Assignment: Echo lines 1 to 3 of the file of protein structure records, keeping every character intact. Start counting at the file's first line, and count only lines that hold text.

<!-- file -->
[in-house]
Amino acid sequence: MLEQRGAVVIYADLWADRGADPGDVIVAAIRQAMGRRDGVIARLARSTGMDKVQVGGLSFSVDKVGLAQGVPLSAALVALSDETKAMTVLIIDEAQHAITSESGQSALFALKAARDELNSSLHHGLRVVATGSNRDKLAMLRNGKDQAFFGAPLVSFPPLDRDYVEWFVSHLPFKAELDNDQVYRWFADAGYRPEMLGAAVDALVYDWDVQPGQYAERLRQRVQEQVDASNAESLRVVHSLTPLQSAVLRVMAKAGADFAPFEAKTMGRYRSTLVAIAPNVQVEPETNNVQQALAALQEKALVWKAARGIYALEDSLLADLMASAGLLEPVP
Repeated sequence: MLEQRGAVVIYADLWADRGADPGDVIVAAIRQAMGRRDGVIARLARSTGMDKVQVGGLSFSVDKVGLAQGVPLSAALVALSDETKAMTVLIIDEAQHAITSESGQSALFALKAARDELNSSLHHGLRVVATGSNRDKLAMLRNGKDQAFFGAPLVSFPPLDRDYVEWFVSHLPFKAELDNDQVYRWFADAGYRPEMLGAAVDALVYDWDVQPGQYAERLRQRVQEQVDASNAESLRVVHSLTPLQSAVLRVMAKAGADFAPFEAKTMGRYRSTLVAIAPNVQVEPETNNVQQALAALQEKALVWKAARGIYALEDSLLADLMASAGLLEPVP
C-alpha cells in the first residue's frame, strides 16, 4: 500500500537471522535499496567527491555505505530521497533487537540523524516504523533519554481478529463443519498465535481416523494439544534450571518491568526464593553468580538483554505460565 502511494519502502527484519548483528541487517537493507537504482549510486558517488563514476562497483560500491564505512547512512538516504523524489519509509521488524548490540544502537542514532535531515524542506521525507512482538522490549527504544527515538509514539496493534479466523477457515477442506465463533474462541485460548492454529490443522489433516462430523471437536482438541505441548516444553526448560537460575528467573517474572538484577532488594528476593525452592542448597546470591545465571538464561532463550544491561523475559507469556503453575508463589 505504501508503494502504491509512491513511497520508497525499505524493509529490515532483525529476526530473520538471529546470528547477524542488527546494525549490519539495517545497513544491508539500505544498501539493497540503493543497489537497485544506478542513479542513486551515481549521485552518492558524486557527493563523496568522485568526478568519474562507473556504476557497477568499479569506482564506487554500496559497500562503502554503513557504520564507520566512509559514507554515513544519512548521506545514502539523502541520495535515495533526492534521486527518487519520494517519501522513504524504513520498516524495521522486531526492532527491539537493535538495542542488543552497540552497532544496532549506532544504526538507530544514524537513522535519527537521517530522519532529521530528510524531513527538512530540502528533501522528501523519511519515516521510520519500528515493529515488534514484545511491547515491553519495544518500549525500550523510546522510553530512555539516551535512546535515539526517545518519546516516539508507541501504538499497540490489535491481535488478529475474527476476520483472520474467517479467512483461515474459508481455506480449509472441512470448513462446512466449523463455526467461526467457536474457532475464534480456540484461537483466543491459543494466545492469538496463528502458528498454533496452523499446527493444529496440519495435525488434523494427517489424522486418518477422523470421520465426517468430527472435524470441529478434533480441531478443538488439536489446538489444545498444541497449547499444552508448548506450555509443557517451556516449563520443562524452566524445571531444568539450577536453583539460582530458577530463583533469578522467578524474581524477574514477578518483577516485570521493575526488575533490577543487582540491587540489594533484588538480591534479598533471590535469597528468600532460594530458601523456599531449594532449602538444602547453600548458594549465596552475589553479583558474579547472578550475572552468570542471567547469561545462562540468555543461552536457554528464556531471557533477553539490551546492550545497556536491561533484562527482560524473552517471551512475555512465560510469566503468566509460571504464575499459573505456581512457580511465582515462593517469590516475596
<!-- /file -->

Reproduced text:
[in-house]
Amino acid sequence: MLEQRGAVVIYADLWADRGADPGDVIVAAIRQAMGRRDGVIARLARSTGMDKVQVGGLSFSVDKVGLAQGVPLSAALVALSDETKAMTVLIIDEAQHAITSESGQSALFALKAARDELNSSLHHGLRVVATGSNRDKLAMLRNGKDQAFFGAPLVSFPPLDRDYVEWFVSHLPFKAELDNDQVYRWFADAGYRPEMLGAAVDALVYDWDVQPGQYAERLRQRVQEQVDASNAESLRVVHSLTPLQSAVLRVMAKAGADFAPFEAKTMGRYRSTLVAIAPNVQVEPETNNVQQALAALQEKALVWKAARGIYALEDSLLADLMASAGLLEPVP
Repeated sequence: MLEQRGAVVIYADLWADRGADPGDVIVAAIRQAMGRRDGVIARLARSTGMDKVQVGGLSFSVDKVGLAQGVPLSAALVALSDETKAMTVLIIDEAQHAITSESGQSALFALKAARDELNSSLHHGLRVVATGSNRDKLAMLRNGKDQAFFGAPLVSFPPLDRDYVEWFVSHLPFKAELDNDQVYRWFADAGYRPEMLGAAVDALVYDWDVQPGQYAERLRQRVQEQVDASNAESLRVVHSLTPLQSAVLRVMAKAGADFAPFEAKTMGRYRSTLVAIAPNVQVEPETNNVQQALAALQEKALVWKAARGIYALEDSLLADLMASAGLLEPVP